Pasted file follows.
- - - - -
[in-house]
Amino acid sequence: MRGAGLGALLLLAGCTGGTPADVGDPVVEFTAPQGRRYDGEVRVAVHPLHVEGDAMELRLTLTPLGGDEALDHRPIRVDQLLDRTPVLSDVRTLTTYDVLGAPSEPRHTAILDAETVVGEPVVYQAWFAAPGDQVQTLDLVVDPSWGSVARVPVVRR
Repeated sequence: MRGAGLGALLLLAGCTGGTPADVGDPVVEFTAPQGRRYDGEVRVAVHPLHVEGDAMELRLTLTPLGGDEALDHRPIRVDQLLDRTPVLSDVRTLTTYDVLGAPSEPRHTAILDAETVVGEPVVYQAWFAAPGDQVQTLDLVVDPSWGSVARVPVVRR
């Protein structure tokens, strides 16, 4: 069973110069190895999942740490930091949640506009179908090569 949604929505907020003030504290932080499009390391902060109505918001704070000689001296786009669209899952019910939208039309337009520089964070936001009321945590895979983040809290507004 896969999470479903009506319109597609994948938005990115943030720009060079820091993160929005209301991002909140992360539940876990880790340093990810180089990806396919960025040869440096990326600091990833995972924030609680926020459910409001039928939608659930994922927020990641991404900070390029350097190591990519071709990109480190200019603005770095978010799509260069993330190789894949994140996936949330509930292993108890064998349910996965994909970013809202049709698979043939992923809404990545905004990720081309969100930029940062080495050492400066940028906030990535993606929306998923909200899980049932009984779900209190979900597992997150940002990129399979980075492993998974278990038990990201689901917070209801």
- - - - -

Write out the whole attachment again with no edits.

[in-house]
Amino acid sequence: MRGAGLGALLLLAGCTGGTPADVGDPVVEFTAPQGRRYDGEVRVAVHPLHVEGDAMELRLTLTPLGGDEALDHRPIRVDQLLDRTPVLSDVRTLTTYDVLGAPSEPRHTAILDAETVVGEPVVYQAWFAAPGDQVQTLDLVVDPSWGSVARVPVVRR
Repeated sequence: MRGAGLGALLLLAGCTGGTPADVGDPVVEFTAPQGRRYDGEVRVAVHPLHVEGDAMELRLTLTPLGGDEALDHRPIRVDQLLDRTPVLSDVRTLTTYDVLGAPSEPRHTAILDAETVVGEPVVYQAWFAAPGDQVQTLDLVVDPSWGSVARVPVVRR
């Protein structure tokens, strides 16, 4: 069973110069190895999942740490930091949640506009179908090569 949604929505907020003030504290932080499009390391902060109505918001704070000689001296786009669209899952019910939208039309337009520089964070936001009321945590895979983040809290507004 896969999470479903009506319109597609994948938005990115943030720009060079820091993160929005209301991002909140992360539940876990880790340093990810180089990806396919960025040869440096990326600091990833995972924030609680926020459910409001039928939608659930994922927020990641991404900070390029350097190591990519071709990109480190200019603005770095978010799509260069993330190789894949994140996936949330509930292993108890064998349910996965994909970013809202049709698979043939992923809404990545905004990720081309969100930029940062080495050492400066940028906030990535993606929306998923909200899980049932009984779900209190979900597992997150940002990129399979980075492993998974278990038990990201689901917070209801």